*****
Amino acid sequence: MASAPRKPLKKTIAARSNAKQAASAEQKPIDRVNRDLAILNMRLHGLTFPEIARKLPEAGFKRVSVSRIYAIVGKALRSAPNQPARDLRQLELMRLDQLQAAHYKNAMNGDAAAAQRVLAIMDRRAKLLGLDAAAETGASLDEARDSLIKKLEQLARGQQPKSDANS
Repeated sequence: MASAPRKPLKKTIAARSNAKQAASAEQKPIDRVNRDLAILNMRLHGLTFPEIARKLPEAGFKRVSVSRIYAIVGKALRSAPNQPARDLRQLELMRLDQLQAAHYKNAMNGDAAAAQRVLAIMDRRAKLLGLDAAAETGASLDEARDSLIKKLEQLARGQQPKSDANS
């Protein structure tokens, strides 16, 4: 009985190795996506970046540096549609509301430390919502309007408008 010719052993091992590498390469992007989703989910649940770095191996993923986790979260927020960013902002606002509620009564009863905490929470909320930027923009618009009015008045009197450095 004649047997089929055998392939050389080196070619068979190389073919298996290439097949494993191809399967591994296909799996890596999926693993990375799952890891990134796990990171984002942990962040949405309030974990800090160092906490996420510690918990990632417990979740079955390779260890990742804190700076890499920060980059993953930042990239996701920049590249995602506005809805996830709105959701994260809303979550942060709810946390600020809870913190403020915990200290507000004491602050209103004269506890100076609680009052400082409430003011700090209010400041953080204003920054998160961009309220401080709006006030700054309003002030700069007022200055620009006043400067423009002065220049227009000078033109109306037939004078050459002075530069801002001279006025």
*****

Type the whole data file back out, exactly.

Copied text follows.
Amino acid sequence: MASAPRKPLKKTIAARSNAKQAASAEQKPIDRVNRDLAILNMRLHGLTFPEIARKLPEAGFKRVSVSRIYAIVGKALRSAPNQPARDLRQLELMRLDQLQAAHYKNAMNGDAAAAQRVLAIMDRRAKLLGLDAAAETGASLDEARDSLIKKLEQLARGQQPKSDANS
Repeated sequence: MASAPRKPLKKTIAARSNAKQAASAEQKPIDRVNRDLAILNMRLHGLTFPEIARKLPEAGFKRVSVSRIYAIVGKALRSAPNQPARDLRQLELMRLDQLQAAHYKNAMNGDAAAAQRVLAIMDRRAKLLGLDAAAETGASLDEARDSLIKKLEQLARGQQPKSDANS
């Protein structure tokens, strides 16, 4: 009985190795996506970046540096549609509301430390919502309007408008 010719052993091992590498390469992007989703989910649940770095191996993923986790979260927020960013902002606002509620009564009863905490929470909320930027923009618009009015008045009197450095 004649047997089929055998392939050389080196070619068979190389073919298996290439097949494993191809399967591994296909799996890596999926693993990375799952890891990134796990990171984002942990962040949405309030974990800090160092906490996420510690918990990632417990979740079955390779260890990742804190700076890499920060980059993953930042990239996701920049590249995602506005809805996830709105959701994260809303979550942060709810946390600020809870913190403020915990200290507000004491602050209103004269506890100076609680009052400082409430003011700090209010400041953080204003920054998160961009309220401080709006006030700054309003002030700069007022200055620009006043400067423009002065220049227009000078033109109306037939004078050459002075530069801002001279006025």